Perdant: The Brewers

Milwaukee is one game away from the playoff spot and the team’s only move was to send reliable reliever David Phelps to the… Phillies? The team they’re chasing for eighth place? Oki Doki. Christian Yelich is the only Brewers regular with an above-league OPS – the Brewers are averaging 3.91 points per game, second in baseball – and they haven’t addressed the offense at all. They are counting on the players already registered to change seasons. “That’s the bet we’re making,” director Craig Counsell told reporters, including Sentinel Journal’s Tom Haudricourt, after the deadline. A little more urgency would have been cool.

Gagnant: The Reds

Despite being 1.5 games away from a playoff berth, the Reds made it on the deadline and added high leverage reliever Archie Bradley and underrated outfielder Brian Goodwin in trades. separated. The bullpen has been a major sore spot all season and Bradley gives manager David Bell another option in the final innings alongside Lucas Sims, Amir Garrett and Tejay Antone. Shogo Akiyama was disappointed in his debut MLB season and, even if he returns it, Goodwin may fit well into left field. These moves give Cincinnati a better chance in the playoffs and let me tell you, if they sneak up, no one is going to want to face Sonny Gray, Trevor Bauer, and Luis Castillo in a short streak.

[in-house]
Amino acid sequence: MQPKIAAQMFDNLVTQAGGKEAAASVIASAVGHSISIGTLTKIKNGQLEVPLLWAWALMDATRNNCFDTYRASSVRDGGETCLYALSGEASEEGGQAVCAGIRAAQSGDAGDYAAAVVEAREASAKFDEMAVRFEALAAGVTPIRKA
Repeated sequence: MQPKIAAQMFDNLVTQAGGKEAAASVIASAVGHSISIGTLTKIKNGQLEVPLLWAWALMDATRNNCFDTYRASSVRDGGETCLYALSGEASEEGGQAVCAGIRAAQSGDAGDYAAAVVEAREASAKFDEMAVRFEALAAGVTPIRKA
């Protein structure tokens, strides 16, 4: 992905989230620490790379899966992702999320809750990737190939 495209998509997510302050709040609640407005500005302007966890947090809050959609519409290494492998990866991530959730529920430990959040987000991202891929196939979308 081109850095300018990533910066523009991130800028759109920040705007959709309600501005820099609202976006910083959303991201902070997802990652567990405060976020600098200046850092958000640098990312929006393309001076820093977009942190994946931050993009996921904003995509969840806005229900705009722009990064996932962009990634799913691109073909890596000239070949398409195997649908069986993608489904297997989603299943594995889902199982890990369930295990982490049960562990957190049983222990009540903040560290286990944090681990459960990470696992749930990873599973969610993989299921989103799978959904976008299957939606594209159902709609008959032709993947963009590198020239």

Loser: the Royals

Their low-cost flyer on Trevor Rosenthal worked perfectly. He’s had a wonderful season and rebuilt value, and they turned him into two prospects, including outfielder Edward Olivares. That’s all they did, and it was pretty much the bare minimum. They kept another Greg Holland salvage plan, didn’t seem to seriously consider a trade with Whit Merrifield (again), and didn’t capitalize on a weak starting market by peddling Danny Duffy or Brad Keller or Jakob Junis . The Royals are rebuilding in their own way and that’s great. GM Dayton Moore is a Championship ruler and has earned the benefit of the doubt. Still, it feels like the Royals could have done more.

Winner: The fans

Over the past month or so, speculation was that the deadline would be slow because teams are increasingly risk averse and because they have lost a ton – a your – money this year. No team wants to trade leads or take money, and that indicates a potentially slow deadline. And, until a few days ago, it was slow. Few rumors and almost zero trades. Luckily, everything picked up in the last 48 hours or so, and we had some fun action on trade timelines, including the nine-player blockbuster Clevinger. Baseball is the entertainment business, and the trading and rumors of business are entertaining. We have had it this year despite the unusual circumstances.


We were with you all day providing you with updates and analysis on the trade timelines below.